April 22, 2024

Ornithine Transcarbamylase (OTC) Deficiency Treatment

Ornithine transcarbamylase (OTC) deficiency is an inherited disorder that affects the body’s ability to remove ammonia from the bloodstream. Ammonia is produced as a byproduct of protein metabolism. In people with OTC deficiency, a missing or reduced amount of the OTC enzyme prevents ammonia from being converted to urea in the liver. This causes a buildup of ammonia in the blood, which can damage the brain and other organs. OTC deficiency primarily affects males and symptoms can range from mild to severe depending on the level of residual enzyme activity. There is currently no cure for OTC deficiency, but treatment aims to control ammonia levels and symptoms.

Causes and Genetics
OTC deficiency is an X-linked genetic disorder caused by variants in the OTC gene located on the X chromosome. Females have two X chromosomes and males have one X and one Y chromosome. Females can be carriers of OTC deficiency but generally do not experience symptoms as long as one of their X chromosomes contains a normal OTC gene. Males only need one altered copy on their single X chromosome to develop OTC deficiency since they do not have a second normal copy to compensate. Variants in the OTC gene disrupt the body’s ability to produce functional ornithine transcarbamylase enzyme. Over 200 different variants have been identified as causing OTC deficiency.

The signs and symptoms of OTC deficiency typically appear during the newborn period or early childhood when ammonia levels peak. In newborns, symptoms often include lethargy, vomiting, seizures, and coma. If left untreated, it can cause permanent brain damage or be life-threatening. In older children and adolescents with partial OTC deficiency, symptoms may only appear during times of increased protein intake or stress such as infection. Common symptoms include headaches, nausea/vomiting, confusion, poor appetite, mood changes, and erratic behavior. Symptoms can progress to seizures, coma, and death without appropriate treatment.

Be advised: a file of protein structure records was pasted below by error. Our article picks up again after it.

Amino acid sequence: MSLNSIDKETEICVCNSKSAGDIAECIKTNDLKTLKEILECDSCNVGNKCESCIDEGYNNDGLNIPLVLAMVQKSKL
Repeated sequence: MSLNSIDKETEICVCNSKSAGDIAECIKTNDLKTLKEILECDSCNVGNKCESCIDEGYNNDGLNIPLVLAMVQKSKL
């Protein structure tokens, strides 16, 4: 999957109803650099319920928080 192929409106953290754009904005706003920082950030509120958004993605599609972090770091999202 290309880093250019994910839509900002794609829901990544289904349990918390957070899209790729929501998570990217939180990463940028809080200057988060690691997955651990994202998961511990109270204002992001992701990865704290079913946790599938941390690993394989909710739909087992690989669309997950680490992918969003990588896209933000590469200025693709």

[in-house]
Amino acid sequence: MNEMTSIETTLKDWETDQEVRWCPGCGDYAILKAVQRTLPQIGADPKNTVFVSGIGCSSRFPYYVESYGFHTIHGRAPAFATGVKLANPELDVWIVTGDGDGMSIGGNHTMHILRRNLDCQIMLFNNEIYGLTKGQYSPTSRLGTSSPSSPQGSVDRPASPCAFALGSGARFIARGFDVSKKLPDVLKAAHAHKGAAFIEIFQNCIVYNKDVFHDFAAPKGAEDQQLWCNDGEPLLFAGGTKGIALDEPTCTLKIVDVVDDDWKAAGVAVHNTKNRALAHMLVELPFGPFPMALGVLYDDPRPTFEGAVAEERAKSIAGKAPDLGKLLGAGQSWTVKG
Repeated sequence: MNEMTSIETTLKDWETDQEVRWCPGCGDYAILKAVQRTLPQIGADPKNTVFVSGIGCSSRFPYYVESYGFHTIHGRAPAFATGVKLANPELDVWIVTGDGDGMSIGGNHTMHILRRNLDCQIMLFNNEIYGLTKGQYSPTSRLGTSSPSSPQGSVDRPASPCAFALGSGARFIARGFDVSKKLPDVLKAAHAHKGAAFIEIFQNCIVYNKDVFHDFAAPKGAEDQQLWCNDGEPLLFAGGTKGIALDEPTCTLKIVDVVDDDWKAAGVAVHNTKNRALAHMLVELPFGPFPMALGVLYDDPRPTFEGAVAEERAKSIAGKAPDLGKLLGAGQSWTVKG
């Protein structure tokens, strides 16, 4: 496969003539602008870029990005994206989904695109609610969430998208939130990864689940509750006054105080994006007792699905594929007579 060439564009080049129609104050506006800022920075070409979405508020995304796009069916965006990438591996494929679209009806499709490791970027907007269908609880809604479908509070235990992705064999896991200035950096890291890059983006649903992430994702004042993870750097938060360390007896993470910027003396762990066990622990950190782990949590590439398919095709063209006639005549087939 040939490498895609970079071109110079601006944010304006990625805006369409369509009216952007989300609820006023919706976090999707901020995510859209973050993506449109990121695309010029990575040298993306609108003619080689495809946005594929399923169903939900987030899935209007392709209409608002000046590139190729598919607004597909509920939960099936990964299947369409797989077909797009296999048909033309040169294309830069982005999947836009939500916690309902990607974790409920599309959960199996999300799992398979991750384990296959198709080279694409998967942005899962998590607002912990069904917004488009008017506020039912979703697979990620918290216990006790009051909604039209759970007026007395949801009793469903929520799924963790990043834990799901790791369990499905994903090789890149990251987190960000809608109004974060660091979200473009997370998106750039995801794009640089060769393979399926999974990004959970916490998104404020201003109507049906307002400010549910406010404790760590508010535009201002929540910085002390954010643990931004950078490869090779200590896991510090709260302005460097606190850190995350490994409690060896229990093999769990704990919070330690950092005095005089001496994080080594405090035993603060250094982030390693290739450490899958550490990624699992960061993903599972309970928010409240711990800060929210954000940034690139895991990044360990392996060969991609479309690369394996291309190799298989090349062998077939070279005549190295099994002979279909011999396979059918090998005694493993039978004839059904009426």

Diagnosis and Testing
OTC deficiency is usually suspected based on symptoms, family history, and newborn screening results. Diagnosis is confirmed through blood and urine tests. Blood tests measure ammonia and plasma amino acid levels. Elevated ammonia and glutamine levels combined with low arginine and ornithine levels suggest OTC deficiency. Urine orotherm test can detect excess orotic acid, which is produced during the urea cycle when OTC enzyme function is compromised. Genetic testing is also available to identify variants in the OTC gene. Identification of the specific genetic variant helps predict severity and recurrence risk.

Dietary Treatment
Dietary protein restriction is central to managing OTC deficiency. Protein intake must be carefully monitored and limited because protein metabolism produces ammonia. Individualized diet plans calculate daily protein intake based on age, weight, and disease severity. Very low protein diets may provide 0.5-1 gram of protein per kilogram of body weight per day. Essential amino acids and calories are supplemented without additional protein. During times of illness or stress, protein intake must be temporarily and significantly reduced. Dietary treatment aims to control ammonia levels and avoid potential complications while still meeting growth and nutritional needs.